USA West partners with India West

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The existing neonatal intensive care unit at the Evangeline Booth Hospital in Ahmednagar, India.

The Western Territory has pledged $60,000 to the India Western Territory for replacement of the general ward of the Evangeline Booth Hospital in Ahmednagar, allowing completion of the operating theatre, the post-operative care unit, and the building itself. This phase of the hospital’s renovation is scheduled to commence in October, with completion expected by late 2005.

Western officer Major Rosalyn Mahr serves as hospital administrator; Major Ted Mahr is executive secretary, Salvation Army Health and Social Services Advisory Council, India National.

Commenting on the West’s involvement, Secretary for World Missions Captain Ted Horwood said, “We have been expecting this proposal. Majors Ted and Roz Mahr spoke passionately about it while in California for their homeland furlough and we are pleased to support it.”

The Salvation Army acquired the current Evangeline Booth Hospital in 1936 as a general hospital. Before then it existed as a women’s and children’s hospital established in 1904. Many of the buildings are now over 100 years old.

One of these structures is the main hospital building—it is no longer able to provide an adequate clinical environment for inpatient services. The ground floor is reserved for outpatient, diagnostic and support services, while the first floor houses the surgery and post-operative care suite and the maternity and neonatal intensive care unit.

In Phase 1 of the renovation, a new building would house a women’s ward on the ground floor, with a new surgical suite and an expanded post-operative care ward on the first floor.

According to Major Seth Le Leu, India Western Territory’s international projects and development services secretary, the project began with reserves held by the territory as well as donations from other sources.

As Phase 1 work progressed, further evaluation indicated that the surgical and post-operative ward would be better placed on the second floor of the new building, with the first floor housing a new maternity and neonatal care service. Thus Phase 2 of the project was born.

Presently the neonatal intensive care unit is cramped, with six incubators lining the walls of a small room—sometimes babies have to be paired up in one incubator since no space is available to add more incubators. This situation leads to the possibility of infection and poor conditions for treatment of sick and premature babies.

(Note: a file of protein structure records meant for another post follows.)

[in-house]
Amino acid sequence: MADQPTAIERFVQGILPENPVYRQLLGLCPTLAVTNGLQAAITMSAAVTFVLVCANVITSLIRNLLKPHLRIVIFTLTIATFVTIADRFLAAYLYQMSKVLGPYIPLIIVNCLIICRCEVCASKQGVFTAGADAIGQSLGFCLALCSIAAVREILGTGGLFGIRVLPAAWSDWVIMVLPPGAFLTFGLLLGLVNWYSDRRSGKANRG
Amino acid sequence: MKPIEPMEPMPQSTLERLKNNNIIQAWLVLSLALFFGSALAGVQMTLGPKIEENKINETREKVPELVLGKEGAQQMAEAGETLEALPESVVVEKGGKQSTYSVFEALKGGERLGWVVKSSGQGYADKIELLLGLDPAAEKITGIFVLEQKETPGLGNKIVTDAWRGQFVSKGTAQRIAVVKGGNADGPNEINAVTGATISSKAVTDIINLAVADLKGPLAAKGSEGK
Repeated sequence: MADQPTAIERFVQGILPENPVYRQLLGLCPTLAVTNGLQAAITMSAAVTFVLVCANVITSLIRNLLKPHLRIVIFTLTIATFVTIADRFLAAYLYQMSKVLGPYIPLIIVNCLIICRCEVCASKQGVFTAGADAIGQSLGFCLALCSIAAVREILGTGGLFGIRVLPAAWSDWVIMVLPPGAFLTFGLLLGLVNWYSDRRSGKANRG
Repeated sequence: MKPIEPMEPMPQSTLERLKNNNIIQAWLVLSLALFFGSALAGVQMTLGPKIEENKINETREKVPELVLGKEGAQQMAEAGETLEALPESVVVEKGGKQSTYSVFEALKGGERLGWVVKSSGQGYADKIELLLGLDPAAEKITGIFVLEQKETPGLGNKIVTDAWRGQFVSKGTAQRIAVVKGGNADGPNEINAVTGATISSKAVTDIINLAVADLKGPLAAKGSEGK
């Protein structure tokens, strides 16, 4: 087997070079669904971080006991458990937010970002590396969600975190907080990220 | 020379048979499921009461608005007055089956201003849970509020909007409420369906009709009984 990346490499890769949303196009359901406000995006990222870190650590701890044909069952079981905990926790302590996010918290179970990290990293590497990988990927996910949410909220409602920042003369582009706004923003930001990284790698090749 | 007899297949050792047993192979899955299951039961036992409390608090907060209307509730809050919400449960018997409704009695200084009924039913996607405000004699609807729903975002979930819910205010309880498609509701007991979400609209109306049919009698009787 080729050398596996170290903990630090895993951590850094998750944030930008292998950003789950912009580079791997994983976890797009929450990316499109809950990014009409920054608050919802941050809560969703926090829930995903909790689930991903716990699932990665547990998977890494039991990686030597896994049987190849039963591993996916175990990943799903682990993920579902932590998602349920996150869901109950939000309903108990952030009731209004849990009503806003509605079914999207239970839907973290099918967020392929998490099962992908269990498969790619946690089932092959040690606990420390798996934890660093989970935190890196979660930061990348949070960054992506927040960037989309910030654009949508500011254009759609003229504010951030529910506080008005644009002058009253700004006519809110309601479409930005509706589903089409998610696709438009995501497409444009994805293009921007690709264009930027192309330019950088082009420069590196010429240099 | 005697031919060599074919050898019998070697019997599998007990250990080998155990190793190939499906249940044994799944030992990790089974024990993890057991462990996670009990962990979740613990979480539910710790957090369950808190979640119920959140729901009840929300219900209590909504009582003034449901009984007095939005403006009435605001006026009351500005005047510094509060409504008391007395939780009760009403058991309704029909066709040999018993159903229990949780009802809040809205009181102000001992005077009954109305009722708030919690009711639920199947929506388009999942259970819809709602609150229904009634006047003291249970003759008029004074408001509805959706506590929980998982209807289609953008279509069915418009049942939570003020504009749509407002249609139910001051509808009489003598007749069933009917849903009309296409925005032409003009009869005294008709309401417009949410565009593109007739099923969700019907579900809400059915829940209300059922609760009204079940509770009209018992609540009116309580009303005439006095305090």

The delivery room has space for only two beds with no area for pre-delivery preparation and patients in labor. Having suffered extreme water damage, the maternity ward is not suitable for patient care, especially with newborn infants who are vulnerable to infections.

The Phase 2 proposal will shift the services sharing the same floor—the nursery will move to a larger room and the space reserved for the labor/delivery area and maternity section will increase. Quality of care for mothers and newborns will improve.

“The Evangeline Booth Hospital has a good reputation in town,” reports Major Rosalyn Mahr. It runs an active surgical unit that provides a variety of major and minor operations. However, it currently has only one major and one minor theatre—the surgeons have to wait or juggle their schedules to fit operations into this environment. Space for the surgical unit is limited in the 100-year-old building. Moving the surgical services to the second floor of the new building will allow the hospital to provide a proper surgical/post-operative recovery unit.

Home to about five million people, Ahmednagar has grown significantly in the last five years. Many from rural areas have come, seeking work, education and more up-to-date services, including medical, that the city provides. Considered a major institution, Evangeline Booth Hospital provides care at reasonable costs; patients prefer the hospital to the government and private hospitals because of its personalized care. HIV affected patients, often turned down at other hospitals, come here because they are not turned away or discriminated against.

Patients come to the Evangeline Booth from both urban and rural areas; some travel about 150 kilometers (up to 200-300 for HIV patients). When the hospital completes its renovations, it will be better equipped to serve the growing number of patients seeking its services.

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